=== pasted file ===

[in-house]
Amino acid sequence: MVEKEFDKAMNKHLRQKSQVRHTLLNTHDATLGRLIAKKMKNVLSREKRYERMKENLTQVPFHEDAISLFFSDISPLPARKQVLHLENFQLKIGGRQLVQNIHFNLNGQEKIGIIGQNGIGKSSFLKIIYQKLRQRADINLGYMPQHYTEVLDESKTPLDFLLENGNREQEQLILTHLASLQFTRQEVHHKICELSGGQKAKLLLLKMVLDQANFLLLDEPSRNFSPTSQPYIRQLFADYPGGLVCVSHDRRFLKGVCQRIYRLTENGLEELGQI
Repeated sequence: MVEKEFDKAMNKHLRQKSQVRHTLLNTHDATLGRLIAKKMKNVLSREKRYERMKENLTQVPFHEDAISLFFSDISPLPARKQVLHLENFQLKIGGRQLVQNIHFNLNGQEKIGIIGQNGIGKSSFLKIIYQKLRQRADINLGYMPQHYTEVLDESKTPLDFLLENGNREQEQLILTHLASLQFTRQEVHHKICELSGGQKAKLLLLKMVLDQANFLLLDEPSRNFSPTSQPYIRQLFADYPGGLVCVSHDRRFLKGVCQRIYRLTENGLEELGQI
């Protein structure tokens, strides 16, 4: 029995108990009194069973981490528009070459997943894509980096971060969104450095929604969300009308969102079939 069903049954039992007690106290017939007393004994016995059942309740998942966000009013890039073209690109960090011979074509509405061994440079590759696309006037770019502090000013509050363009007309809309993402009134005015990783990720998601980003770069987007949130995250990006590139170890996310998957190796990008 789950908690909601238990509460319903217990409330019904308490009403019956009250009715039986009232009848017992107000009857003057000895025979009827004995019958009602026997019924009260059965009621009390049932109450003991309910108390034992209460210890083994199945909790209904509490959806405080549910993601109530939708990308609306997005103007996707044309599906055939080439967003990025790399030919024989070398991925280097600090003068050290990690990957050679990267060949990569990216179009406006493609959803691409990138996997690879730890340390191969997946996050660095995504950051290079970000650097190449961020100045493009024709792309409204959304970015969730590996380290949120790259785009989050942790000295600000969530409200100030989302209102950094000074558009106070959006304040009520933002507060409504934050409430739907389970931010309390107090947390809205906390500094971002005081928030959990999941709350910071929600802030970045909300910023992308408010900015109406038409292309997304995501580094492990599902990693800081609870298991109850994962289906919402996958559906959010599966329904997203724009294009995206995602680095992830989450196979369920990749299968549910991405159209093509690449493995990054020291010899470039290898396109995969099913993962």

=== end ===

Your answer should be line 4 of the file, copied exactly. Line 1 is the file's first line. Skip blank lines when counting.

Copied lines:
């Protein structure tokens, strides 16, 4: 029995108990009194069973981490528009070459997943894509980096971060969104450095929604969300009308969102079939 069903049954039992007690106290017939007393004994016995059942309740998942966000009013890039073209690109960090011979074509509405061994440079590759696309006037770019502090000013509050363009007309809309993402009134005015990783990720998601980003770069987007949130995250990006590139170890996310998957190796990008 789950908690909601238990509460319903217990409330019904308490009403019956009250009715039986009232009848017992107000009857003057000895025979009827004995019958009602026997019924009260059965009621009390049932109450003991309910108390034992209460210890083994199945909790209904509490959806405080549910993601109530939708990308609306997005103007996707044309599906055939080439967003990025790399030919024989070398991925280097600090003068050290990690990957050679990267060949990569990216179009406006493609959803691409990138996997690879730890340390191969997946996050660095995504950051290079970000650097190449961020100045493009024709792309409204959304970015969730590996380290949120790259785009989050942790000295600000969530409200100030989302209102950094000074558009106070959006304040009520933002507060409504934050409430739907389970931010309390107090947390809205906390500094971002005081928030959990999941709350910071929600802030970045909300910023992308408010900015109406038409292309997304995501580094492990599902990693800081609870298991109850994962289906919402996958559906959010599966329904997203724009294009995206995602680095992830989450196979369920990749299968549910991405159209093509690449493995990054020291010899470039290898396109995969099913993962």